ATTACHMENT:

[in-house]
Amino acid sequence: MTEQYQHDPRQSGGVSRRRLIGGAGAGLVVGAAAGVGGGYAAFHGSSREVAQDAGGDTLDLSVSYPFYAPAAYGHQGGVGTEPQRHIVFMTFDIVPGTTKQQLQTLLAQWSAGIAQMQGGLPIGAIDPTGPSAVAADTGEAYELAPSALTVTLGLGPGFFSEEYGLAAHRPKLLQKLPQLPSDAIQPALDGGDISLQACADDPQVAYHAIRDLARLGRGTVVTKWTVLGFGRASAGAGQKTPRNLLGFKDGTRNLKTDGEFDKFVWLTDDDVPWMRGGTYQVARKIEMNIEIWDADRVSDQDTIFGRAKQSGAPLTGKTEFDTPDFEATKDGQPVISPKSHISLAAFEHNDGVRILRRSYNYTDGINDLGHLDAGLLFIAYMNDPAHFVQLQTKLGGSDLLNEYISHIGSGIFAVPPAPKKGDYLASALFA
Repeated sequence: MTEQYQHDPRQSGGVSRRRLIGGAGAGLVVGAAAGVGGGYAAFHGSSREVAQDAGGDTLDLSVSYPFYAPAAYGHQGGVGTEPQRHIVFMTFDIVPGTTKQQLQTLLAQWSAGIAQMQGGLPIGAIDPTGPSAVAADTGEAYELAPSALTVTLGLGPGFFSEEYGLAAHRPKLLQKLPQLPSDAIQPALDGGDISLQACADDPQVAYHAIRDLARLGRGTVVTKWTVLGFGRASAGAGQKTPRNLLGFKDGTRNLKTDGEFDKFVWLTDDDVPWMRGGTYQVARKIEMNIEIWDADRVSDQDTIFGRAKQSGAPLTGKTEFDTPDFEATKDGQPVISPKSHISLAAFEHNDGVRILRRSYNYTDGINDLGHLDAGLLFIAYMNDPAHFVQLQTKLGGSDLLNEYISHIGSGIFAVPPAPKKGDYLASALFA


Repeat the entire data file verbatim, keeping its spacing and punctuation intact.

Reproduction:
[in-house]
Amino acid sequence: MTEQYQHDPRQSGGVSRRRLIGGAGAGLVVGAAAGVGGGYAAFHGSSREVAQDAGGDTLDLSVSYPFYAPAAYGHQGGVGTEPQRHIVFMTFDIVPGTTKQQLQTLLAQWSAGIAQMQGGLPIGAIDPTGPSAVAADTGEAYELAPSALTVTLGLGPGFFSEEYGLAAHRPKLLQKLPQLPSDAIQPALDGGDISLQACADDPQVAYHAIRDLARLGRGTVVTKWTVLGFGRASAGAGQKTPRNLLGFKDGTRNLKTDGEFDKFVWLTDDDVPWMRGGTYQVARKIEMNIEIWDADRVSDQDTIFGRAKQSGAPLTGKTEFDTPDFEATKDGQPVISPKSHISLAAFEHNDGVRILRRSYNYTDGINDLGHLDAGLLFIAYMNDPAHFVQLQTKLGGSDLLNEYISHIGSGIFAVPPAPKKGDYLASALFA
Repeated sequence: MTEQYQHDPRQSGGVSRRRLIGGAGAGLVVGAAAGVGGGYAAFHGSSREVAQDAGGDTLDLSVSYPFYAPAAYGHQGGVGTEPQRHIVFMTFDIVPGTTKQQLQTLLAQWSAGIAQMQGGLPIGAIDPTGPSAVAADTGEAYELAPSALTVTLGLGPGFFSEEYGLAAHRPKLLQKLPQLPSDAIQPALDGGDISLQACADDPQVAYHAIRDLARLGRGTVVTKWTVLGFGRASAGAGQKTPRNLLGFKDGTRNLKTDGEFDKFVWLTDDDVPWMRGGTYQVARKIEMNIEIWDADRVSDQDTIFGRAKQSGAPLTGKTEFDTPDFEATKDGQPVISPKSHISLAAFEHNDGVRILRRSYNYTDGINDLGHLDAGLLFIAYMNDPAHFVQLQTKLGGSDLLNEYISHIGSGIFAVPPAPKKGDYLASALFA